Monument Park would honor County's War Veterans
By John Clayton Website Link
(Editor’s Note: The Laurens County Advertiser is taking a look at each of the 16 projects proposed to be funded by the Capital Project Sales Tax (CPST) in Laurens County. The 1-cent sales tax will be put to a referendum in the Nov. 3 General Election. The next proposed project in the series Is a new Veterans Monument and Memorial Park.)
A project to honor the county’s military veterans is among those chosen for inclusion on the Capital Project Sales Tax referendum.
The $414,200 project is somewhat different than an original proposal, which came with a $200,000 price tag, presented in 2019 to the Laurens County Council.
Under the proposal approved by the appointed CPST Commission, the memorial park is to be located at the Laurens County Public Library’s northern lawn.
Modeled after a similar park in Greenwood, it would include green space, a fountain and a monument area representing each branch of the U.S. armed services.
A group of local veterans, including the late King Dixon, James “Buck” Buchanan, Claude Vaughn, Tom Arnold and retired Veteran’s Affairs Directory Carey Bolt, created a plan for the initial memorials and were attempting to raise funds to construct it, working with the same monument company in Elberton, Georgia that built the monuments in Greenwood.
“This goes back several years with the Hall of Heroes program that Carey Bolt started,” said retired County Administrator Ernie Segers, who helped with the presentation to the CPST Commission. “That’s a distinguished program that has gained a lot of popularity around here.”
Segers said he hopes the plan for the memorial park will be popular among veterans and their families as well.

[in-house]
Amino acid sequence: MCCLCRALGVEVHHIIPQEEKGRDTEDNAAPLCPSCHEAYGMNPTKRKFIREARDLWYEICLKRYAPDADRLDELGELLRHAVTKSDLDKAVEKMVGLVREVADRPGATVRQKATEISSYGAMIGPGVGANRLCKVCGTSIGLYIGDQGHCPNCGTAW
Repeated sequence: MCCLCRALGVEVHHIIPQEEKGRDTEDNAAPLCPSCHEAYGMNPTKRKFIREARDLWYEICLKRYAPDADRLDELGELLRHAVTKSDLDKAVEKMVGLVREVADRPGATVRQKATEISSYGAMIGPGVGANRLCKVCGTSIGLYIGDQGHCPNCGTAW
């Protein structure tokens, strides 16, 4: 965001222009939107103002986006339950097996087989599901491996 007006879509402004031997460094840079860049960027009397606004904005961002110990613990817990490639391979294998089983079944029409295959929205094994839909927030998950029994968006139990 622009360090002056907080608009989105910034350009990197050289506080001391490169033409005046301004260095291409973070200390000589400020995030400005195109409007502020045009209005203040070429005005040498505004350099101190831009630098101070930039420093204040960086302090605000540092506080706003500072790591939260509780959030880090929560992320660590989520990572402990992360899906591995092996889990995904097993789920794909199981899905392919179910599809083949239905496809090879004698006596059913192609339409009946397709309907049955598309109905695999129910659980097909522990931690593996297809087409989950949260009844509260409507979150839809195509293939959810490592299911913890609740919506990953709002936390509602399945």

“The area of the library came into play to do sort of a plaza and make that a monument in itself,” Segers said, adding that the park would create a larger and more prominent display. “It’s to be able to honor veterans and create a place they can go and their families can go, and they can celebrate or meditate or whatever they’d like to do.”
The monument park was ranked by the commission at No. 8 among the 16 projects being put to the Nov. 3 referendum, meaning it will be among the top half to receive funding if the CPST is passed by voters.
Segers said that reflects the importance placed locally on veterans and their service to the U.S.
“There are hundreds of veterans in the county,” he said. “And they make a tremendous impact economically and all around the count. This is a deserved reward for the veterans who have contributed so much to our country.”
Segers also said it is a fitting tribute to Dixon, who died in August of cancer at the age of 81. Dixon was a retired lieutenant colonel in the U.S. Marines Corps who served in Vietnam.
“King was a driving force behind this,” he said. “He helped put a lot of the plans together for it, and it would be something to do in his memory.”